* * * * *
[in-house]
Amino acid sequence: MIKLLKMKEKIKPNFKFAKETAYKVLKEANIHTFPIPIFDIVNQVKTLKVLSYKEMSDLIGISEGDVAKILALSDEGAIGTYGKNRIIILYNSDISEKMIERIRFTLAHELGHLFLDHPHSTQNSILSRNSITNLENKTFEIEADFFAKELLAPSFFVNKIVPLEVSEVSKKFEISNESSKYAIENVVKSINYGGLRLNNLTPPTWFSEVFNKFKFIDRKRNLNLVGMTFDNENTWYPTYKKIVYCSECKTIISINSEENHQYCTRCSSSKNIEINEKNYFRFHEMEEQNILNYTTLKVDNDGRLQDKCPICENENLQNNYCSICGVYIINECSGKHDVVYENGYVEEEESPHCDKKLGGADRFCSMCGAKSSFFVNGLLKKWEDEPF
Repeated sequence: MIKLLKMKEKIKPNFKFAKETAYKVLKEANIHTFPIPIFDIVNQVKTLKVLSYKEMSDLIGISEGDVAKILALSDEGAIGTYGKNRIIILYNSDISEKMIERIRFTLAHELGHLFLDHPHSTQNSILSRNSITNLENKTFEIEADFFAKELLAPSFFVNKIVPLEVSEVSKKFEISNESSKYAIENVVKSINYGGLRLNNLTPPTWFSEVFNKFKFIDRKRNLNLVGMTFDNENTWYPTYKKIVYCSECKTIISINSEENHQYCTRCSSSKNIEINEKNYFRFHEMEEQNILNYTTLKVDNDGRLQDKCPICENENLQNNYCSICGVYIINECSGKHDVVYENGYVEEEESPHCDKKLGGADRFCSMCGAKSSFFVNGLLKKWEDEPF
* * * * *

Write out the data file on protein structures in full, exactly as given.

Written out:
[in-house]
Amino acid sequence: MIKLLKMKEKIKPNFKFAKETAYKVLKEANIHTFPIPIFDIVNQVKTLKVLSYKEMSDLIGISEGDVAKILALSDEGAIGTYGKNRIIILYNSDISEKMIERIRFTLAHELGHLFLDHPHSTQNSILSRNSITNLENKTFEIEADFFAKELLAPSFFVNKIVPLEVSEVSKKFEISNESSKYAIENVVKSINYGGLRLNNLTPPTWFSEVFNKFKFIDRKRNLNLVGMTFDNENTWYPTYKKIVYCSECKTIISINSEENHQYCTRCSSSKNIEINEKNYFRFHEMEEQNILNYTTLKVDNDGRLQDKCPICENENLQNNYCSICGVYIINECSGKHDVVYENGYVEEEESPHCDKKLGGADRFCSMCGAKSSFFVNGLLKKWEDEPF
Repeated sequence: MIKLLKMKEKIKPNFKFAKETAYKVLKEANIHTFPIPIFDIVNQVKTLKVLSYKEMSDLIGISEGDVAKILALSDEGAIGTYGKNRIIILYNSDISEKMIERIRFTLAHELGHLFLDHPHSTQNSILSRNSITNLENKTFEIEADFFAKELLAPSFFVNKIVPLEVSEVSKKFEISNESSKYAIENVVKSINYGGLRLNNLTPPTWFSEVFNKFKFIDRKRNLNLVGMTFDNENTWYPTYKKIVYCSECKTIISINSEENHQYCTRCSSSKNIEINEKNYFRFHEMEEQNILNYTTLKVDNDGRLQDKCPICENENLQNNYCSICGVYIINECSGKHDVVYENGYVEEEESPHCDKKLGGADRFCSMCGAKSSFFVNGLLKKWEDEPF